Richard has said that racial epithets were used against him and Venus as they sat in the stands during the final, but no official complaints were recorded by the tournament. Venus and Serena have been criticized for refusing to discuss the controversy, as some believe that their silence perpetuates racism.[5]

Serena discusses what happened in her view at Indian Wells in detail in an entire chapter titled "The Fiery Darts of Indian Wells" in her 2009 autobiography, On the Line. She says that on the morning of the semifinal, Venus told the tour trainer that she had injured her knee and didn't think she could play and tried for hours to get approval from the trainer to withdraw, but the tournament officials kept stalling.

"What got me most of all was that it wasn't just a scattered bunch of boos. It wasn't coming from just one section. It was like the whole crowd got together and decided to boo all at once. The ugliness was just raining down on me, hard. I didn't know what to do. Nothing like this had ever happened to me. What was most surprising about this uproar was the fact that tennis fans are typically a well-mannered bunch. They're respectful. They sit still. And in Palm Springs, especially, they tended to be pretty well-heeled, too. But I looked up and all I could see was a sea of rich people—mostly older, mostly white—standing and booing lustily, like some kind of genteel lynch mob. I don't mean to use such inflammatory language to describe the scene, but that's really how it seemed from where I was down on the court. Like these people were gonna come looking for me after the match. ... There was no mistaking that all of this was meant for me. I heard the word nigger a couple times, and I knew. I couldn't believe it. That's just not something you hear in polite society on that stadium court. ... Just before the start of play, my dad and Venus started walking down the aisle to the players' box by the side of the court, and everybody turned and started to point and boo at them. ... It was mostly just a chorus of boos, but I could still hear shouts of 'Nigger!' here and there. I even heard one angry voice telling us to go back to Compton. It was unbelievable. ... We refused to return to Indian Wells. Even now, all these years later, we continue to boycott the event. It's become a mandatory tournament on the tour, meaning that the WTA can fine a player if she doesn't attend. But I don't care if they fine me a million dollars, I will not play there again."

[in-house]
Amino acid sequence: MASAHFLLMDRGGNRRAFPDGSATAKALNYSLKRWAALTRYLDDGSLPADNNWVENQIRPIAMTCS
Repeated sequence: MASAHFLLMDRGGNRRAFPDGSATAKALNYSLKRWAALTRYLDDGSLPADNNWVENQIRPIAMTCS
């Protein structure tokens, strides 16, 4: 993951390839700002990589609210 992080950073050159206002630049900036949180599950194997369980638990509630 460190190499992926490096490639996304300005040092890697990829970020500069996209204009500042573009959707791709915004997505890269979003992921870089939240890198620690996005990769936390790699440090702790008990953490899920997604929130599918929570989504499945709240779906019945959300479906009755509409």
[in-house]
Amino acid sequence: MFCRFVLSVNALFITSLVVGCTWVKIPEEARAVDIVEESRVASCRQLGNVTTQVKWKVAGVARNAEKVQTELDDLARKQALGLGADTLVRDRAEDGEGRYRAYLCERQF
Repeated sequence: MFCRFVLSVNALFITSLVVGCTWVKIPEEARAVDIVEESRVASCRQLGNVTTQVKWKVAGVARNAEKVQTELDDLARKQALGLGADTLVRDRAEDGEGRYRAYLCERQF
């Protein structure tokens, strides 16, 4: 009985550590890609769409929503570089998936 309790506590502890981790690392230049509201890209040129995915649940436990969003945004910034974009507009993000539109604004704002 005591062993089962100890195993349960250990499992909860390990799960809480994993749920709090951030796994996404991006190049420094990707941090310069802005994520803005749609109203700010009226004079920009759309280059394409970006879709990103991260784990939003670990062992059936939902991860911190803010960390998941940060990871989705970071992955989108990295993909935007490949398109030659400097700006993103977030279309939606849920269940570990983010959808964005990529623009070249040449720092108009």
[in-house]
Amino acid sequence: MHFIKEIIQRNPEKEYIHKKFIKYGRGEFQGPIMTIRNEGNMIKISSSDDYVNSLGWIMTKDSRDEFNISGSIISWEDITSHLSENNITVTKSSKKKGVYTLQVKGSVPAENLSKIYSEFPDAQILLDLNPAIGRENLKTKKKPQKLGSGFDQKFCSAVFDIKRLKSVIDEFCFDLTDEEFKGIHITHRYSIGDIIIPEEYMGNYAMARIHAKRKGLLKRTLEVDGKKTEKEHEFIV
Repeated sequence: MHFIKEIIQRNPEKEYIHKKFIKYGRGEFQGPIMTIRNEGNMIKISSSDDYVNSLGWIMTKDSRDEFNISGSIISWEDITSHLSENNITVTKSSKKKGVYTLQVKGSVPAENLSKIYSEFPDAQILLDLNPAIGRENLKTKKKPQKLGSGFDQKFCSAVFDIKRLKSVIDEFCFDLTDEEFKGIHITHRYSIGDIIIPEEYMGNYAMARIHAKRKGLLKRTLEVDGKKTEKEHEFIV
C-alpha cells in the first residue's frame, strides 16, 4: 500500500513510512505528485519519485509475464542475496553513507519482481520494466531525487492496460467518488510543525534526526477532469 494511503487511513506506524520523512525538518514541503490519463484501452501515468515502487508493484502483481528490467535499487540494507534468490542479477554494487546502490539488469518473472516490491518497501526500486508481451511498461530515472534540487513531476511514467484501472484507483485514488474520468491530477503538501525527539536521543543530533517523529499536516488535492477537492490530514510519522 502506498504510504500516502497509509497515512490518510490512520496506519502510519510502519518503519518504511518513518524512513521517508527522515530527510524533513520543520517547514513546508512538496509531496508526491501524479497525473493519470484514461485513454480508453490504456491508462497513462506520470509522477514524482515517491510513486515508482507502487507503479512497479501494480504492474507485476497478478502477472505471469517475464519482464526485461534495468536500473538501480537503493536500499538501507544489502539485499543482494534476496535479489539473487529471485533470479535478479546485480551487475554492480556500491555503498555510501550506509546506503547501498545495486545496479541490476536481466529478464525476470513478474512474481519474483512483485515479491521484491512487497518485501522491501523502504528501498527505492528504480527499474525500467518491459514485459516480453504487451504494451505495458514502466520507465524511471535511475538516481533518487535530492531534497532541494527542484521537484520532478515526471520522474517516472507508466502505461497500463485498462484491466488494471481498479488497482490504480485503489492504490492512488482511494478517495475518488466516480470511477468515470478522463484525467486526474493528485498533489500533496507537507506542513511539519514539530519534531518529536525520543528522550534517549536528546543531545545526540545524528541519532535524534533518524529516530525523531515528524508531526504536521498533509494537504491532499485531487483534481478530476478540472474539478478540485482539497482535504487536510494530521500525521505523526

However, on February 3, 2015, Serena Williams wrote an exclusive column for TIME magazine stating her intentions to return to Indian Wells for a tournament on March 9, 2015. She did indeed return and won her opening match.[6] Williams withdrew before her semi-final match with Simona Halep because of a knee injury.[7]

Best result in Grand Slam singles (combined)

Tournament 1997 1998 1999 2000 2001 2002 2003 2004 2005 2006 2007 2008 2009 2010 2011 2012 2013 2014 2015 SR
Australian Open A QF QF 4R SF QF WS 3R WS 3R WS QF WS WS 3R 4R QF 4R WS 6 / 18
French Open 2R QF 4R QF QF WS SF QF 3R QF QF 3R QF QF A 2R WS 2R WS 3 / 18
Wimbledon 1R QF QF WV WV WS WS F WV 3R WV WV WS WS 4R WS 4R 3R WS 11 / 19
US Open F SF WS WV WV WS A QF QF 4R SF WS SF SF F WS WS WS SF 8 / 18

Year-end WTA ranking

Player 1995 1996 1997 1998 1999 2000 2001 2002 2003 2004 2005 2006 2007 2008 2009 2010 2011 2012 2013 2014
Venus 205 216 22 5 3 3 3 2 11 9 10 46 8 6 6 5 102 24 49 18
Serena 99 20 4 6 6 1 3 7 11 95 7 2 1 4 12 3 1 1

See also

References

  1. ^ a b c d e f g What Happened at Indian Wells?
  2. ^ Off-court distractions
  3. ^ A fortnight of firsts at the French
  4. ^ Woolsey, Garth (2009-03-22). "Williams sisters at Indian Wells? Forget it".  
  5. ^ Edmondson, p.91
  6. ^ http://www.wtatennis.com/SEWTATour-Archive/posting/2015/609/MDS.pdf
  7. ^ "Serena Williams WDs at Indian Wells". ESPN. 2015-03-21. Retrieved 2015-03-21. 

Further reading

  • Edmondson, Jacqueline (2005). Venus and Serena Williams: A Biography. Westport, Conn: Greenwood Press. ISBN 0-313-33165-0
Sporting positions
Preceded by
Liezel Huber
World No. 1 (doubles)
June 7, 2010 – August 1, 2010
Succeeded by
Liezel Huber
Awards and achievements
Preceded by
Martina Hingis & Anna Kournikova
Cara Black & Liezel Huber
WTA Doubles Team of the Year
2000
2009
Succeeded by
Lisa Raymond & Rennae Stubbs
Gisela Dulko & Flavia Pennetta
Preceded by
Cara Black & Liezel Huber
ITF Women's Doubles World Champion
2009
Succeeded by
Gisela Dulko &
Flavia Pennetta
Preceded by
First Award
Maria Kirilenko & Victoria Azarenka
WTA Fan Favorite Doubles Team of the Year
2010
2012
Succeeded by
Maria Kirilenko & Victoria Azarenka
Incumbent